Labor Day weekend is here — and that means that another summer has come and gone.
Children in many communities already have begun the new school year, though ironically, the best weather of the summer has been happening this week.
Labor Day weekend always provides a good time to reflect as we look back on the summer that has passed and look ahead to the resumption of our busy schedules that seem to leave us with precious little time.
Labor Day has its roots in the American labor movement. It was created at a time (in the late 19th century) before there were many of the laws — child labor laws, worker safety laws, a 40-hour work week, and so forth — that we take for granted today.
However, we seem to be living in an era that hearkens back to the conditions of the late 19th century. Workers’ unions, which were in their infancy then and seen as a negative force in American life, have become almost extinct today and once again are portrayed as un-American. The late 19th century was known as the Gilded Age when monopolies threatened to destroy the American system of capitalism — and that history is repeating itself in almost every respect today.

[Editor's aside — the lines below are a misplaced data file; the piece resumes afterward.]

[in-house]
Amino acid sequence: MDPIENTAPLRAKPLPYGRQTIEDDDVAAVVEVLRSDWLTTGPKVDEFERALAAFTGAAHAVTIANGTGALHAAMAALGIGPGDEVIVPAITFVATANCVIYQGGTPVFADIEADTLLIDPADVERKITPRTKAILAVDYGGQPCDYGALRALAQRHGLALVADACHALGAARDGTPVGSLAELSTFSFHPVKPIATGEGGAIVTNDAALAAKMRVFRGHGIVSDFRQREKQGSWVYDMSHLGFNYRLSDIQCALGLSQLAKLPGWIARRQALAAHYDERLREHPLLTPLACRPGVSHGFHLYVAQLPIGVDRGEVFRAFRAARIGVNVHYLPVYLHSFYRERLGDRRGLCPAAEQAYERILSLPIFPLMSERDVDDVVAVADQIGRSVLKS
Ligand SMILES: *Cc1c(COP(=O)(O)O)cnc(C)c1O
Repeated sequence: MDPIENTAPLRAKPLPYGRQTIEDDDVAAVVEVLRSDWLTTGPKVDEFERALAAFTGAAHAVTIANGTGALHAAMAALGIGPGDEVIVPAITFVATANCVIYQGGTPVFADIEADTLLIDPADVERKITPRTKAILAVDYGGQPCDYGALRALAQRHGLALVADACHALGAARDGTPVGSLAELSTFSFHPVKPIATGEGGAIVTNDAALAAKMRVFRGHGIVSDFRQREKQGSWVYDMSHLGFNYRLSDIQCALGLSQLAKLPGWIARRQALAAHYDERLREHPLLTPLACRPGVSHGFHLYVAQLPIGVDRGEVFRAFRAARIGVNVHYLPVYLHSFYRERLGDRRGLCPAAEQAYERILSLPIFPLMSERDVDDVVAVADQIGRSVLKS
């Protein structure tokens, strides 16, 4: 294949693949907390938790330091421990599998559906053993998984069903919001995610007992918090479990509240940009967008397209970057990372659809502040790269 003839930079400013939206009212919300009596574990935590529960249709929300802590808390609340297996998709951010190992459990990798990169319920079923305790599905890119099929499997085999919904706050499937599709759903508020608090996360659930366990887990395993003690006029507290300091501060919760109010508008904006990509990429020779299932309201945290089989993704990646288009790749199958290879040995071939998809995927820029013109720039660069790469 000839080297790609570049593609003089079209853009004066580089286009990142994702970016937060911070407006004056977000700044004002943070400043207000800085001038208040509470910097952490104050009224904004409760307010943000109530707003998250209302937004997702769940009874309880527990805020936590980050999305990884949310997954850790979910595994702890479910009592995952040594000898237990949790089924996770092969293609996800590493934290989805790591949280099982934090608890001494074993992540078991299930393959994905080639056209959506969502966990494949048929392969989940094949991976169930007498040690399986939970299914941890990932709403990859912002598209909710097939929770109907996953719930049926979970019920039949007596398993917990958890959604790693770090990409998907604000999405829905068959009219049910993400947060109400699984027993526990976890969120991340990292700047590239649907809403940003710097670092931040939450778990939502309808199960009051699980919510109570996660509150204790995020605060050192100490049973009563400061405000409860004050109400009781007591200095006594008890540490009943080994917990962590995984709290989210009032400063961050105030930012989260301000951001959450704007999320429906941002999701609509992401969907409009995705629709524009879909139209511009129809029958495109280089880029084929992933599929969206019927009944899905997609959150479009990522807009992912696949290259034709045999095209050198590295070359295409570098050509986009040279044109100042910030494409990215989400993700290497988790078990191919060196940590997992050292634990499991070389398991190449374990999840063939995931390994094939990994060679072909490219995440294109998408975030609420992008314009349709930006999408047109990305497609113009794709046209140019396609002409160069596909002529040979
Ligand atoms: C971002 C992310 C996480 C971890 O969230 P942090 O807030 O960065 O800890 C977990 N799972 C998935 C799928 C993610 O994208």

The French economist Thomas Piketty’s exhaustive research has shown what Karl Marx observed — that the growth of income from capital exceeds the growth of income from labor, which is another way of saying that in an unfettered capitalist system, without the counterweights of a strong labor movement and effective government regulation, the very rich get richer and the rest of us (the other 99.9 percent) either stagnate or get poorer.
This has been borne out by the economic history of the United States over the past 30 years (beginning with the Presidency of Ronald Reagan) in which the great American middle-class, the economic engine of the world post-World War II, has all but disappeared. Wage growth for the typical American has been stagnant for three decades while the amassing of huge fortunes, both in absolute terms and in terms of the percentage of our national wealth and income, has increased exponentially for the top one-tenth of one percent.
No one would accuse the Germans, who have had the most successful economy in the world for decades, of being Sociaiists (the French seem to earn that moniker from the far right), but they do a lot of “socialistic” things in the running of their economy that would be scorned here — and yes, they even take more vacation time than we do (almost as much as the French).
With the forecast for sunny skies and warm temperatures, we wish our readers an enjoyable — and safe — Labor Day weekend, and that we keep in mind that Labor Day was created as a celebration of the average American worker.